This is the Ledger-Enquirer All-Bi-City baseball team for schools in Class 5A-7A.
Central junior Tanner Belcher was the new guy on a team that was trying to make the playoffs for the first time in four years.
Columbus senior pitcher Cason Greathouse was the workhorse of a pitching staff that had a handful of question marks entering the season.
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Northside coach Dee Miller had big plans of helping his team earn its first region championship in school history.
All three were successful in their respective roles this season. For their efforts, they are the 2016 Ledger-Enquirer Baseball Player, Pitcher and Coach of the year, respectively.
Belcher was, to utilize an overused sports description, the missing piece when it came to players on the field for Central. Close the past two years, the Red Devils had fallen just shy of the playoffs. Not so this year.
While a portion of that credit can go to coach Bobby Howard and his talented coaching staff, ignoring the job that Belcher did down the stretch for the team would be a mistake.
Belcher hit .379 with five doubles, four home runs and 34 RBIs. On the mound, he was 8-1 with a 2.49 ERA and 62 strikeouts. Great numbers, but when coupled with what he did as his team made a run to the state quarterfinals, it sets him apart from the rest.
In the postseason, Belcher hit .533 with 16 RBIs and went 3-0 with two complete games on the mound. After suffering an injury early in the season, the junior felt like that was the time he needed to step up big for his team.
“I felt like I had to lead a little bit,” he said. “I got hot at the right time. I was hurt early in the year, and I just had to come back and get back into the groove.”
Another player whose team relied on him in a big way was Greathouse. Entering the season, Columbus knew of a couple players it would try out on the mound, but the only starting pitcher it was 100 percent sure of was Greathouse, the reigning All-Bi-City pitcher of the year.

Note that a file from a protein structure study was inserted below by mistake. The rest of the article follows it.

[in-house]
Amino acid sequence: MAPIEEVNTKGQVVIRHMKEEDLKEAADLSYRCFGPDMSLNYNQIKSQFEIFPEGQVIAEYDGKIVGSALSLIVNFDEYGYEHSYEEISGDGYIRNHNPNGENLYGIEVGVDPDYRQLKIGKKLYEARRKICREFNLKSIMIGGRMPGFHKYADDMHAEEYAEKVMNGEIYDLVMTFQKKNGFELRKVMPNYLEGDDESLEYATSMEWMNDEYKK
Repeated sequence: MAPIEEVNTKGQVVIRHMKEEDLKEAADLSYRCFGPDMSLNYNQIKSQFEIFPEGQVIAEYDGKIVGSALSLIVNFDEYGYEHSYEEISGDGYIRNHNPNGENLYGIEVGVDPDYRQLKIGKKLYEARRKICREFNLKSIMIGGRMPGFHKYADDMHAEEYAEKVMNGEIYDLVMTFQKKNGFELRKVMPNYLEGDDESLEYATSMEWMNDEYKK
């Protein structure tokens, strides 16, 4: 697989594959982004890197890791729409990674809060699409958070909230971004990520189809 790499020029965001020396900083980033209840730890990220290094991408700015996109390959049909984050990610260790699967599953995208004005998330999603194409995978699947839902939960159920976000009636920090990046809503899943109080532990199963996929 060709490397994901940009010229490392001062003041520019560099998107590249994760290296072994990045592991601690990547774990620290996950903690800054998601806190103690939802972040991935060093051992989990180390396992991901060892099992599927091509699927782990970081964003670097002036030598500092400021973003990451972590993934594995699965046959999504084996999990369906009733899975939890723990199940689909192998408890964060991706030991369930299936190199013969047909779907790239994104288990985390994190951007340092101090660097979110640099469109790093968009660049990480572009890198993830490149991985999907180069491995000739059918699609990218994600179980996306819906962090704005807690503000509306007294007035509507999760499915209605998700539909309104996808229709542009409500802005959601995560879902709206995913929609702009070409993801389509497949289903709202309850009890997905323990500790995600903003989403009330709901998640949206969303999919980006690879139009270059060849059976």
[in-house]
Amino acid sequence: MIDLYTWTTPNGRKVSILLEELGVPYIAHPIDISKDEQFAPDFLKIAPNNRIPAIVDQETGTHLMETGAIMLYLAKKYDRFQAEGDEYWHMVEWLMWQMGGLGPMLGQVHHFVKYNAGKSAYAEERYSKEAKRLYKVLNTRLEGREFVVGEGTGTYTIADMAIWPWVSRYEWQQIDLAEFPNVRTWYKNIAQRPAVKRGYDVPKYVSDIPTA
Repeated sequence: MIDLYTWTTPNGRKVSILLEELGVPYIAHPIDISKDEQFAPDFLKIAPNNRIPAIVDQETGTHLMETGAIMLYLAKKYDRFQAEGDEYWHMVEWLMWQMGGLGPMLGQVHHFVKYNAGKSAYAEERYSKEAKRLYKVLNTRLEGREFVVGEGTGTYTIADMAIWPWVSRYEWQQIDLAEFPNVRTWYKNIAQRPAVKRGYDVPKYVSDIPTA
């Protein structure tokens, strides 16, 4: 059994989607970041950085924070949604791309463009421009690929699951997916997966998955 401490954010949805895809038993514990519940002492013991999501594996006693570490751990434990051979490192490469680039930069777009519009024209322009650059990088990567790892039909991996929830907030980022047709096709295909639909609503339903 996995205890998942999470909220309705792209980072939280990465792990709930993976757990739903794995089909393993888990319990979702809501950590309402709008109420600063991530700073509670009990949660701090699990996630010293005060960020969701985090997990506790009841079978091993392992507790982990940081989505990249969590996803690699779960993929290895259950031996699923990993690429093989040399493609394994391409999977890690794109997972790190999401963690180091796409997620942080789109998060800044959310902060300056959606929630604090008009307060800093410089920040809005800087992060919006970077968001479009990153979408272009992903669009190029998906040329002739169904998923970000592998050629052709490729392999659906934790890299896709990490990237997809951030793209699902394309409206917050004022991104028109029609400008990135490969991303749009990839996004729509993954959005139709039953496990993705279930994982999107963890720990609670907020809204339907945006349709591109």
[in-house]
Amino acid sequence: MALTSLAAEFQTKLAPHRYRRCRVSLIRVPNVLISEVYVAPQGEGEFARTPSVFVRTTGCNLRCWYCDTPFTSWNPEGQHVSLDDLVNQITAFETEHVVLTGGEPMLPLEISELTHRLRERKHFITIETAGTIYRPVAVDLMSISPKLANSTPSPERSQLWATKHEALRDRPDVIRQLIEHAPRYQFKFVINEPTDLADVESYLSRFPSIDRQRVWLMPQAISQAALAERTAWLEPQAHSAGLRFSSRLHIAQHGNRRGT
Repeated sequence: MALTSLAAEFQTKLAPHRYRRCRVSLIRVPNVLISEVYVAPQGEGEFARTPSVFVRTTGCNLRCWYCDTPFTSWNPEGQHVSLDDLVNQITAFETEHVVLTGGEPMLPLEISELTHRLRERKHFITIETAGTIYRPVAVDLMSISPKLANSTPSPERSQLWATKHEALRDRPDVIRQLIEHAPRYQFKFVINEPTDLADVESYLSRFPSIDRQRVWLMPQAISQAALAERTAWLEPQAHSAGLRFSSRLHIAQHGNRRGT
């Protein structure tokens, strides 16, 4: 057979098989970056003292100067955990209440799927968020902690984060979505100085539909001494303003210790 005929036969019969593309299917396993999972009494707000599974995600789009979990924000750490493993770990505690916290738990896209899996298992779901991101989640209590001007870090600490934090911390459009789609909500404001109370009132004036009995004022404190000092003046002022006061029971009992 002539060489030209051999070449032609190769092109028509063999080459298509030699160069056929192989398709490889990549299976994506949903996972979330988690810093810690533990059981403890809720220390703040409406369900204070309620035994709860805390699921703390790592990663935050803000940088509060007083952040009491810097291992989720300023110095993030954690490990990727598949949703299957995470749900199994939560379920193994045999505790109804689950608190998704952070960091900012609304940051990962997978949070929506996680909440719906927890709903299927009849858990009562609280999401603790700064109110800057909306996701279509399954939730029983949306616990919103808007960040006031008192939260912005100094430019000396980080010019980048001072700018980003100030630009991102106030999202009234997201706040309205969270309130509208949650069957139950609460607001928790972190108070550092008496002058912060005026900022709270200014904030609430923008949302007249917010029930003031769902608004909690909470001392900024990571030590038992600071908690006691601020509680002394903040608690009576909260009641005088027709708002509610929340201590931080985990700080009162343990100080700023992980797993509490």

His follow-up campaign to a sterling 2015 season was not a disappointment. He went 10-2 with a 2.08 ERA and 96 strikeouts in over 87 innings pitched. Those numbers don’t entirely do Greathouse justice as his ERA suffered a bit down the stretch as his innings stacked up. In a tight region race and then a run to the state quarterfinals, the Blue Devils needed to squeeze every bit of success they could out of their ace.
“I knew I had to work a little harder because we were trying to find some guys early on who would be behind me,” Greathouse said.
He credited his ability to mix up his pitches, the ability to get ahead and the pitch calling from his brother, pitching coach Cam Greathouse.
“His pitch calling was tremendous,” he said. “It helped a lot as a pitcher just to have him help me get better every day. … Getting ahead was the key. It kept me from having to come from behind and allowed me to conserve pitches.”
Northside went 22-9 and earned its first ever region championship, satisfying the call to action Miller gave his team at the beginning of the year: Be the first.
Despite a second-round exit in the postseason, winning a region title in a league that includes Columbus, Harris County, Hardaway and LaGrange was no small feat.
“I’m no less proud of them today than I was that night,” Miller said of his team. “The way our kids bought in, came together as a unit, the work they put in, the trust they had in each other, and the amount of time our coaches invested in it. It was all instrumental.
“I think we were a little better in all areas. Mostly in our kids’ belief that we were good enough to go out and win. And not just believing it, but coming out and practicing that way every day.”